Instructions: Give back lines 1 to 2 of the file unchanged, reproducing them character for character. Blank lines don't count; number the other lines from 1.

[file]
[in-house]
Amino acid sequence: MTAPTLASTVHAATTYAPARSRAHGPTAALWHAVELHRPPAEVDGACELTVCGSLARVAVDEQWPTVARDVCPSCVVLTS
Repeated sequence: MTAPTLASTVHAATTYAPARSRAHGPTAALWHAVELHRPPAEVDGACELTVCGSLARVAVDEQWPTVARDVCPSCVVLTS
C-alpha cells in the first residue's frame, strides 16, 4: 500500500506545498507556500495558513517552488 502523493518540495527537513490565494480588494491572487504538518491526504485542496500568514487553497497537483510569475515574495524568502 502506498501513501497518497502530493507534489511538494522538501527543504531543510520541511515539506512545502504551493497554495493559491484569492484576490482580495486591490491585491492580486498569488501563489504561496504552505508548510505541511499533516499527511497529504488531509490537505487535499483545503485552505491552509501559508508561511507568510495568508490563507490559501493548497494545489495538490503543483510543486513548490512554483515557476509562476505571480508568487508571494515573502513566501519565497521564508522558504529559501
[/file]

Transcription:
[in-house]
Amino acid sequence: MTAPTLASTVHAATTYAPARSRAHGPTAALWHAVELHRPPAEVDGACELTVCGSLARVAVDEQWPTVARDVCPSCVVLTS